Categories
Everything else

The Oberammagau Passion Play and the Chalet School

It’s no secret that we support the works of Elinor M. Brent-Dyer on this blog (and if it is, then welcome! stay! let us talk about romantic omelettes and improbable speedboat shenanigans!), and the Chalet School books in particular. One of the earlier titles in this sprawling series, The Chalet School And Jo, is of interest to us today. It sees the girls attend the Passion Play at Oberammagau – a ‘once every decade’ piece of theatre that retells the story of the Passion.

I was reminded of this book this week. I was finishing off a research job at the British Library (hire me! I’m very good!) and as is the way when you’re a big nerd, taking some time afterwards to look through the material on my own behalf. The paper was The Wearside Catholic News (1910) and it was fascinating – though I have to admit, the photos of Archduke Franz Ferdinand were quite startling. But that’s research; sometimes you see people before they become history.

I found some rather brilliant reports of the Oberammagau Passion Play and thought instantly of The Chalet School and Jo. I was particularly enamoured to find mention of some of the characters that Brent-Dyer herself references. Here they are. The Wearside Catholic News was a weekly paper and these are all from July 1910. I hope the photographs are legible!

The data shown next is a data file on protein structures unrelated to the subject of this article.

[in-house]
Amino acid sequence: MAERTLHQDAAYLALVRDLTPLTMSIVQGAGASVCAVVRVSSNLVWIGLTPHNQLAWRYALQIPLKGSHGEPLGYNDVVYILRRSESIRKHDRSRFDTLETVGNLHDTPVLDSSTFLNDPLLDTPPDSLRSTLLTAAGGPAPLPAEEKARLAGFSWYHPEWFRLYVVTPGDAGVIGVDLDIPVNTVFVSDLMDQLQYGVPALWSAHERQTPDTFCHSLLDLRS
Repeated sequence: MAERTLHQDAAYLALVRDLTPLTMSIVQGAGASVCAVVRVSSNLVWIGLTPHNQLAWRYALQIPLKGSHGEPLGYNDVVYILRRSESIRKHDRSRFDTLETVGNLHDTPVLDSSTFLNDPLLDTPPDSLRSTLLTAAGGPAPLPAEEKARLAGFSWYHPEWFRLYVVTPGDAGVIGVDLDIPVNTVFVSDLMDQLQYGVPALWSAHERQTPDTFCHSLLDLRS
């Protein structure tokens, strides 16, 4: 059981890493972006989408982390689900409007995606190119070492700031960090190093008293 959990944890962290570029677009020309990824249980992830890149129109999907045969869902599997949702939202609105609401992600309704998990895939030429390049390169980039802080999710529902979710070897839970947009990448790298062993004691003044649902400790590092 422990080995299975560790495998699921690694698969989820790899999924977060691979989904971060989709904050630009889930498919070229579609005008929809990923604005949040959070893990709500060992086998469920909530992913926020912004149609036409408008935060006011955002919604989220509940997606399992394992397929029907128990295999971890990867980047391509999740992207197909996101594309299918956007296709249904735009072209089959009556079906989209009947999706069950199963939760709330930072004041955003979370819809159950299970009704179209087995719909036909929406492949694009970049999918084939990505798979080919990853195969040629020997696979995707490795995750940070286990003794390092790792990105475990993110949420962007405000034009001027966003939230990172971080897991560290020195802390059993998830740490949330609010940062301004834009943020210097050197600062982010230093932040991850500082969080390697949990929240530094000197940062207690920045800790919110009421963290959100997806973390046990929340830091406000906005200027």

Categories
Book Reviews Girlsown

The Chalet School and Jo : Elinor M. Brent-Dyer

The Chalet School and Jo (The Chalet School, #7)The Chalet School and Jo by Elinor M. Brent-Dyer

My rating: 5 of 5 stars

Destined for head-girl ever since day one, she’s finally done it. The Chalet School and Jo sees Joey assume the mantle of head girl. She’s not happy at the prospect and goes off grumbling to the intensely serene now-married-and-making-of-the-babies former head Girl Gisela. Gisela puts Joey on the right track, and Joey sets about making her term a success.

However. There’s worries about the Robin’s health, there’s a raven haired Irish orphaline with a begorrah-worthy accent wandering the Platz and those pesky Middles are being, well, pesky. Who knows how things are going to end up?

Well, to be frank, we all do, because we know how the system works by now. The middles, even at this early stage in the series, are tempestuous souls and their activities in this book are a bit amazing. We have the (soon to become legendary) Oberammergau incident, and also the Biddy-in-the-shed incident. It’s sort of glorious and bonkers all at the same time (and if that’s not a good way to describe the Chalet School series as a whole, then I’ll hand in my book-nerd badge at the door).

Coupled with this though is the story of Robin. Brent-Dyer wrote life, when it dances on the edge of death, so very very well and this book sees some of her finest work. There are points in it, full of stillness and pain, that make me weep. And I imagine they’ll always make me weep.

But then, in comparison with that, we have the odd little romance subplot between Juliet and A.N. Other. (“She’s left school! Marry her off!”) It’s a constant fascination to me how Brent-Dyer kept these distinct tonal opposites in complete harmony. It’s a skill that even she lost eventually (evidence a: “I take it we’re engaged? Like it darling?”)

View all my reviews